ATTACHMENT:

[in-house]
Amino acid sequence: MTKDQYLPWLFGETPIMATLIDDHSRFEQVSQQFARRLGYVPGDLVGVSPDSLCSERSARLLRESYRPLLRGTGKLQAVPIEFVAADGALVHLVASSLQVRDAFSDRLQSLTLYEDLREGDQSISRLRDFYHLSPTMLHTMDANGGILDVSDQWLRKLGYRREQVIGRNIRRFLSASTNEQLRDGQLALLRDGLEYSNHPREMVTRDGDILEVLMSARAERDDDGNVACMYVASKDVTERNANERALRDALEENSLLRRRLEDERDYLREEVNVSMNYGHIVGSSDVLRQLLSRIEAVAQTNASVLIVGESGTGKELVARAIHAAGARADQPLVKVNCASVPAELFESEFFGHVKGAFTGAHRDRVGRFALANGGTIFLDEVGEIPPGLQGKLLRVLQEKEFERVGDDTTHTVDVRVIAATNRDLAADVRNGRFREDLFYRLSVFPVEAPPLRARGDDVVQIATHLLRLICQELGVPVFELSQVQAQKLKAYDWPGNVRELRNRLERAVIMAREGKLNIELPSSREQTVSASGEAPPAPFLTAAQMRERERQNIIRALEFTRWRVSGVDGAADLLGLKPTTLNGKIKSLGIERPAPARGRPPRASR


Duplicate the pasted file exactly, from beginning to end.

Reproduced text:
[in-house]
Amino acid sequence: MTKDQYLPWLFGETPIMATLIDDHSRFEQVSQQFARRLGYVPGDLVGVSPDSLCSERSARLLRESYRPLLRGTGKLQAVPIEFVAADGALVHLVASSLQVRDAFSDRLQSLTLYEDLREGDQSISRLRDFYHLSPTMLHTMDANGGILDVSDQWLRKLGYRREQVIGRNIRRFLSASTNEQLRDGQLALLRDGLEYSNHPREMVTRDGDILEVLMSARAERDDDGNVACMYVASKDVTERNANERALRDALEENSLLRRRLEDERDYLREEVNVSMNYGHIVGSSDVLRQLLSRIEAVAQTNASVLIVGESGTGKELVARAIHAAGARADQPLVKVNCASVPAELFESEFFGHVKGAFTGAHRDRVGRFALANGGTIFLDEVGEIPPGLQGKLLRVLQEKEFERVGDDTTHTVDVRVIAATNRDLAADVRNGRFREDLFYRLSVFPVEAPPLRARGDDVVQIATHLLRLICQELGVPVFELSQVQAQKLKAYDWPGNVRELRNRLERAVIMAREGKLNIELPSSREQTVSASGEAPPAPFLTAAQMRERERQNIIRALEFTRWRVSGVDGAADLLGLKPTTLNGKIKSLGIERPAPARGRPPRASR